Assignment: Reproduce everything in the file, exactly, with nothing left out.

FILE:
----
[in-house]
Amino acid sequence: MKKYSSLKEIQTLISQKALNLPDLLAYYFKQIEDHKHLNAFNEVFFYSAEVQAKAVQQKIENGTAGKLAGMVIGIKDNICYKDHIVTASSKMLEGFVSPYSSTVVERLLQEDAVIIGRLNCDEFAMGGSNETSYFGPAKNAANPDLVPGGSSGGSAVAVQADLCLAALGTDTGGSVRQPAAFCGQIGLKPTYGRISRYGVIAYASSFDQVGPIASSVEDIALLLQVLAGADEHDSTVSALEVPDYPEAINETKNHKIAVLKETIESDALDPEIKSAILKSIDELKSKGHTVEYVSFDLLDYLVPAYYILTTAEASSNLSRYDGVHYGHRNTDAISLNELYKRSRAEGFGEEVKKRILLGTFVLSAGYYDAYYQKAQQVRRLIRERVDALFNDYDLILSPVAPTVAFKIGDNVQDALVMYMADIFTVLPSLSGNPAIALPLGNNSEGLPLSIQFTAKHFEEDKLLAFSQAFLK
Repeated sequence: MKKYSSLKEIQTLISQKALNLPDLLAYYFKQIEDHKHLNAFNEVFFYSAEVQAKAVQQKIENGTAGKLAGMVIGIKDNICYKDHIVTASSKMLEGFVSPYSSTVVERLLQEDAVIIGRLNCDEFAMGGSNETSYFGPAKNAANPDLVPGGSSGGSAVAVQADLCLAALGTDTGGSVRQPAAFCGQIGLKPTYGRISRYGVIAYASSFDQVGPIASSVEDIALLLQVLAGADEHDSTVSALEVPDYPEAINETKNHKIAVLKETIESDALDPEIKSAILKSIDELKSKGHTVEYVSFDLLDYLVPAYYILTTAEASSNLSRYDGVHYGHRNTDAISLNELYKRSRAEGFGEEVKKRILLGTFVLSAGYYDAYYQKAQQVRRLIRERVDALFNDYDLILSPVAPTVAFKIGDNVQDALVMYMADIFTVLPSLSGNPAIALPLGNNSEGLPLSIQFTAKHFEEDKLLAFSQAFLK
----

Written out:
[in-house]
Amino acid sequence: MKKYSSLKEIQTLISQKALNLPDLLAYYFKQIEDHKHLNAFNEVFFYSAEVQAKAVQQKIENGTAGKLAGMVIGIKDNICYKDHIVTASSKMLEGFVSPYSSTVVERLLQEDAVIIGRLNCDEFAMGGSNETSYFGPAKNAANPDLVPGGSSGGSAVAVQADLCLAALGTDTGGSVRQPAAFCGQIGLKPTYGRISRYGVIAYASSFDQVGPIASSVEDIALLLQVLAGADEHDSTVSALEVPDYPEAINETKNHKIAVLKETIESDALDPEIKSAILKSIDELKSKGHTVEYVSFDLLDYLVPAYYILTTAEASSNLSRYDGVHYGHRNTDAISLNELYKRSRAEGFGEEVKKRILLGTFVLSAGYYDAYYQKAQQVRRLIRERVDALFNDYDLILSPVAPTVAFKIGDNVQDALVMYMADIFTVLPSLSGNPAIALPLGNNSEGLPLSIQFTAKHFEEDKLLAFSQAFLK
Repeated sequence: MKKYSSLKEIQTLISQKALNLPDLLAYYFKQIEDHKHLNAFNEVFFYSAEVQAKAVQQKIENGTAGKLAGMVIGIKDNICYKDHIVTASSKMLEGFVSPYSSTVVERLLQEDAVIIGRLNCDEFAMGGSNETSYFGPAKNAANPDLVPGGSSGGSAVAVQADLCLAALGTDTGGSVRQPAAFCGQIGLKPTYGRISRYGVIAYASSFDQVGPIASSVEDIALLLQVLAGADEHDSTVSALEVPDYPEAINETKNHKIAVLKETIESDALDPEIKSAILKSIDELKSKGHTVEYVSFDLLDYLVPAYYILTTAEASSNLSRYDGVHYGHRNTDAISLNELYKRSRAEGFGEEVKKRILLGTFVLSAGYYDAYYQKAQQVRRLIRERVDALFNDYDLILSPVAPTVAFKIGDNVQDALVMYMADIFTVLPSLSGNPAIALPLGNNSEGLPLSIQFTAKHFEEDKLLAFSQAFLK